"Rather illusions—fruits of lunacy,(20)
That makes men foolish that do trust them most...."
See in text (Scene 5)
The Evil Angel recites Calvinist philosophy to mock the Good Angel's proposition of prayer. Calvinists believed in predestination, that some were born damned while others were born saved. Thus to them, prayer for salvation was an illusion because one could not reverse the condition of their nature. Notice that Marlowe mocks Calvinism by putting this philosophy in the mouth of the Evil Angel: it is the manipulative speech of an evil being rather than a respected doctrine.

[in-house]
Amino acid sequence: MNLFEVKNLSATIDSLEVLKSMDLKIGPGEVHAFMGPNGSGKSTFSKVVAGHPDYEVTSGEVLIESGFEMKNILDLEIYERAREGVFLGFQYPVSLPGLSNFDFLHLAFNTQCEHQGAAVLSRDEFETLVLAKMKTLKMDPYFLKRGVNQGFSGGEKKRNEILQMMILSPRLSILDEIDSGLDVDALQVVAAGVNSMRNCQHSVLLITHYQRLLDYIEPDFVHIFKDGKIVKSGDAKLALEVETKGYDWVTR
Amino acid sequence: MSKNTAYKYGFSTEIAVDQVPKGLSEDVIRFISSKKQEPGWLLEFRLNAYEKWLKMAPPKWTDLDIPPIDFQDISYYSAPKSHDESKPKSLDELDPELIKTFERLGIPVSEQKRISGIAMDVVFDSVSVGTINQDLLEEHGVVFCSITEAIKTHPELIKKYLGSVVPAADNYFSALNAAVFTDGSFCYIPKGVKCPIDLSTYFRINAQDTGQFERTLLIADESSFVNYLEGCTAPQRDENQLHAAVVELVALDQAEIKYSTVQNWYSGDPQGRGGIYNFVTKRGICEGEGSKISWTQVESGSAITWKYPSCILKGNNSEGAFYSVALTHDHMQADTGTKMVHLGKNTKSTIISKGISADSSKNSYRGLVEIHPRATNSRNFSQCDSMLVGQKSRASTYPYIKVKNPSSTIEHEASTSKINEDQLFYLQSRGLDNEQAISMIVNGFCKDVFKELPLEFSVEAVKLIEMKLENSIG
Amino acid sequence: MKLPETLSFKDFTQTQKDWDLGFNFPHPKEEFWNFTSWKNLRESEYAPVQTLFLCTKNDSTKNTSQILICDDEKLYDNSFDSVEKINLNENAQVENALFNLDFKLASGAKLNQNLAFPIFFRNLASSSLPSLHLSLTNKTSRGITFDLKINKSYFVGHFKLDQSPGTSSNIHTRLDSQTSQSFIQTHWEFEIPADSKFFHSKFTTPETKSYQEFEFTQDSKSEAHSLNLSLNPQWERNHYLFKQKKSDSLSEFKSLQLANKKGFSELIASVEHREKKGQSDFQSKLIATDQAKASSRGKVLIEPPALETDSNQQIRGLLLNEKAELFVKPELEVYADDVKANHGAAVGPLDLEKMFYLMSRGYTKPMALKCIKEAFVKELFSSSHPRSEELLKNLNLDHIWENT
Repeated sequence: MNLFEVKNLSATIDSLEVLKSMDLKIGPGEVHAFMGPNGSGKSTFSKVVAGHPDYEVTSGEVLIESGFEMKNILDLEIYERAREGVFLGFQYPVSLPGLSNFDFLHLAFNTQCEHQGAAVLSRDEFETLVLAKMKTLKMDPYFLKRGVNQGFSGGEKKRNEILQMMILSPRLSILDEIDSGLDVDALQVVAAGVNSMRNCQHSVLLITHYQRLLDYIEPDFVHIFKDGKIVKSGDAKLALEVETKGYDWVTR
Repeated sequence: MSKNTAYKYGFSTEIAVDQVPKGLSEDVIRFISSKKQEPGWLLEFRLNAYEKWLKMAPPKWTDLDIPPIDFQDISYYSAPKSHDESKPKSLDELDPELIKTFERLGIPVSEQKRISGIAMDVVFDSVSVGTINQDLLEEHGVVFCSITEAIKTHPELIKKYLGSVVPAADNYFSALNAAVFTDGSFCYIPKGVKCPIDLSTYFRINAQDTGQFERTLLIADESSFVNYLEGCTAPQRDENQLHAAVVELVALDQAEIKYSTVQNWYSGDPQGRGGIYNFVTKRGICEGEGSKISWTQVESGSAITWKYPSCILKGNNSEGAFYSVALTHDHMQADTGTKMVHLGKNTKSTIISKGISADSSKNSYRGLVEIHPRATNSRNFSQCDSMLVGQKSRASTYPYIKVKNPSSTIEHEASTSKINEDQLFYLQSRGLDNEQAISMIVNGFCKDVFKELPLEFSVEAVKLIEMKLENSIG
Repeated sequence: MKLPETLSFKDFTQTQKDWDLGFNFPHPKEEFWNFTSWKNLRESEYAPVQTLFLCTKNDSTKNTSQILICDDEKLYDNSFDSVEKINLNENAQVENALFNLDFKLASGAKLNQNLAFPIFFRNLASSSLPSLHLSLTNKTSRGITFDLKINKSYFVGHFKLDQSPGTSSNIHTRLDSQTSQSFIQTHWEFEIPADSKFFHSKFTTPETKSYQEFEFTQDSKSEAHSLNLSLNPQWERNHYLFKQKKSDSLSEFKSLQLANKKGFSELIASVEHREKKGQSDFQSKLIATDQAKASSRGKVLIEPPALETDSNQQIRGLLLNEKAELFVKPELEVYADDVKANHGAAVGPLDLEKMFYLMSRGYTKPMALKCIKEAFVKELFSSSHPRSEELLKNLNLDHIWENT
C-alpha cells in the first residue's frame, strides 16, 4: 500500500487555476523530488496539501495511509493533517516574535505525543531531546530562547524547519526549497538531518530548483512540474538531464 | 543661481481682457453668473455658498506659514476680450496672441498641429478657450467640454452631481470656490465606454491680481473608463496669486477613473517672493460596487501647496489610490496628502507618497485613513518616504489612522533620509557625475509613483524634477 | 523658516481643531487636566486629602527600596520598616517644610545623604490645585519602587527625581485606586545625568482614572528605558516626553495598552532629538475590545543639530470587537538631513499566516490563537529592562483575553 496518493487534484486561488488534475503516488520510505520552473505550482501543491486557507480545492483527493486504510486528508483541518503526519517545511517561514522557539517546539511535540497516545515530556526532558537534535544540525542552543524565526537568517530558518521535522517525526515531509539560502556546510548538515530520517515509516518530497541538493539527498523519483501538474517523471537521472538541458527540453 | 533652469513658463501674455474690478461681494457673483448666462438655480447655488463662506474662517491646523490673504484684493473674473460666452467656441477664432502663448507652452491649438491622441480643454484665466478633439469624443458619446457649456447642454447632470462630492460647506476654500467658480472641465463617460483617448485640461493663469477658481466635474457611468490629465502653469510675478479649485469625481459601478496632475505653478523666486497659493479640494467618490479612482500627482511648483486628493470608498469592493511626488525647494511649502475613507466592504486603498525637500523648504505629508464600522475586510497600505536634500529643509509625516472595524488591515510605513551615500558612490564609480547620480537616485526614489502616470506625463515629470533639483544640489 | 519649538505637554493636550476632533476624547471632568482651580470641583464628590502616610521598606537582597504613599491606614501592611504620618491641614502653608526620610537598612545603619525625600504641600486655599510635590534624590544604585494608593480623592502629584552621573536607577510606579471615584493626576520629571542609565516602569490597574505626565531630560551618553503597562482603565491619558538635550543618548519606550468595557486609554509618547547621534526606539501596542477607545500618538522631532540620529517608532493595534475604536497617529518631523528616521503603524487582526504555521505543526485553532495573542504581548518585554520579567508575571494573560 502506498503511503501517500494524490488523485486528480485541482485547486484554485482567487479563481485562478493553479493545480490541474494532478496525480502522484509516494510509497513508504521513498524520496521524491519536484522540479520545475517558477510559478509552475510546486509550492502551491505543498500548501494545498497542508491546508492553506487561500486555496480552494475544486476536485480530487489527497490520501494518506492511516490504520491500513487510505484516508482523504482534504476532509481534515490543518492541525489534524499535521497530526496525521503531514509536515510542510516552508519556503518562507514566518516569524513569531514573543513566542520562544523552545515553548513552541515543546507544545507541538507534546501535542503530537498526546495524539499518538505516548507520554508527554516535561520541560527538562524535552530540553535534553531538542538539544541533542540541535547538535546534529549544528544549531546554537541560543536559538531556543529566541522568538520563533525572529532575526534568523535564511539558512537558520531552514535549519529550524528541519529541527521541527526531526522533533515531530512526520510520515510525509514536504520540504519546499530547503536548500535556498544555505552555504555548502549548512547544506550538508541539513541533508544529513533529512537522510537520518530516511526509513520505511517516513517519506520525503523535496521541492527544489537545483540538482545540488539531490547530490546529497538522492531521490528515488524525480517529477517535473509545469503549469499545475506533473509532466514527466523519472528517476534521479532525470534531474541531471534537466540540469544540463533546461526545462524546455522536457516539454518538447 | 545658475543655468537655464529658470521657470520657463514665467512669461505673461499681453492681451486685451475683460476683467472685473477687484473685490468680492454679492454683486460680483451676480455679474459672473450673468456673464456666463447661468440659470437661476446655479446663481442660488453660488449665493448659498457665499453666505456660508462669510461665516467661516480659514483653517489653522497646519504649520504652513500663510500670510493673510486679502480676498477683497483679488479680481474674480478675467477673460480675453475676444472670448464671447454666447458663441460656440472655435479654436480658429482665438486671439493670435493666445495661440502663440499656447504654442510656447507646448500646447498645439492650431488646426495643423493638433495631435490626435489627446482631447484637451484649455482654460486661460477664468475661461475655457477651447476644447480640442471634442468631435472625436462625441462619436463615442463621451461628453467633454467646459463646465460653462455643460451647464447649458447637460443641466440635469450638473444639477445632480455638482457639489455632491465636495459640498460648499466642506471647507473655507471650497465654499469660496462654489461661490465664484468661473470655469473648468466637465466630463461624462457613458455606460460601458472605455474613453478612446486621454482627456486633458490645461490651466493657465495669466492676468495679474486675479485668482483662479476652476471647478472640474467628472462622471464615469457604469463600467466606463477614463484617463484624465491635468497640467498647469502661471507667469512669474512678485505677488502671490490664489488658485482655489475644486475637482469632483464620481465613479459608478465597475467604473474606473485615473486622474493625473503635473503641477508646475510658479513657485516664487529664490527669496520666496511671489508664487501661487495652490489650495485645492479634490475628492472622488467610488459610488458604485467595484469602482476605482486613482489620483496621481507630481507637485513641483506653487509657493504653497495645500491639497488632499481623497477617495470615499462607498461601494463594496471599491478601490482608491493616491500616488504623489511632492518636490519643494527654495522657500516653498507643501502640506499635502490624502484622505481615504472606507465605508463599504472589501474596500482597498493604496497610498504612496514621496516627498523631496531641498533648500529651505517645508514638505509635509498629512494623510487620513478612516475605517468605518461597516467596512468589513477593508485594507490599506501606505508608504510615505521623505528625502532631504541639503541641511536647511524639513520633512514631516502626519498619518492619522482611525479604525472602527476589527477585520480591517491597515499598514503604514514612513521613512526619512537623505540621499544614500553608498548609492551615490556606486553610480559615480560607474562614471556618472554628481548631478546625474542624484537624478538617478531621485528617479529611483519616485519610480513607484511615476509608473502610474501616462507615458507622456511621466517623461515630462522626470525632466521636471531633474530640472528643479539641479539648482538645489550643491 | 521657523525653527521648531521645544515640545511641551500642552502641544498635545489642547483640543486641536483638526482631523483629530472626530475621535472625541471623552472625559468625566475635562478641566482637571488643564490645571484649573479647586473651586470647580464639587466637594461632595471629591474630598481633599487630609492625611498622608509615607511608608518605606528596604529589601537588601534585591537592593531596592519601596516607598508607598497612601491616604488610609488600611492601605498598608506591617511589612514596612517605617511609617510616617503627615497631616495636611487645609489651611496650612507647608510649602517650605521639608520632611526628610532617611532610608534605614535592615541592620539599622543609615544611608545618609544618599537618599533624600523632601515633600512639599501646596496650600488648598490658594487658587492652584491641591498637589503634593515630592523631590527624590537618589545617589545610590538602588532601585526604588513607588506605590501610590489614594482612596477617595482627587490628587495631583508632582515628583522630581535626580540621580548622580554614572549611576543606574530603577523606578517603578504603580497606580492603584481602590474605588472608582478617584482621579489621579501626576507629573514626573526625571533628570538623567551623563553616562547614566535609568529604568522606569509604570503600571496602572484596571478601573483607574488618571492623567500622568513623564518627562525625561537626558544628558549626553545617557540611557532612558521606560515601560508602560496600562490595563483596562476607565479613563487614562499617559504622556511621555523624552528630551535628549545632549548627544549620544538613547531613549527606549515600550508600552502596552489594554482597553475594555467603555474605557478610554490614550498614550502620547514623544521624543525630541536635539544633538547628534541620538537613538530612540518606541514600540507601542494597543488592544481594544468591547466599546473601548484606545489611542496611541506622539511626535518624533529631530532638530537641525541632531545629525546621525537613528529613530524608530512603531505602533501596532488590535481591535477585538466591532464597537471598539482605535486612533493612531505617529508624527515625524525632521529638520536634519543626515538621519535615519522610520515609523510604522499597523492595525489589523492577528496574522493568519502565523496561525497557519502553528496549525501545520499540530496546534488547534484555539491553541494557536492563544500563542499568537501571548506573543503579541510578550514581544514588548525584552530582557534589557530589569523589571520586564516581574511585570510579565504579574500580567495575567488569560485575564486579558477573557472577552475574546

See in text (Scene 12)
Dardania is another name for Troy. Faustus responds by briefly outlining the story of Helen of Troy and her lover Paris in order to remind the audience who the play is talking about. This is a rhetorical advice that would have made the play more inclusive, and therefore more popular, to the lower class members of Marlowe's audience.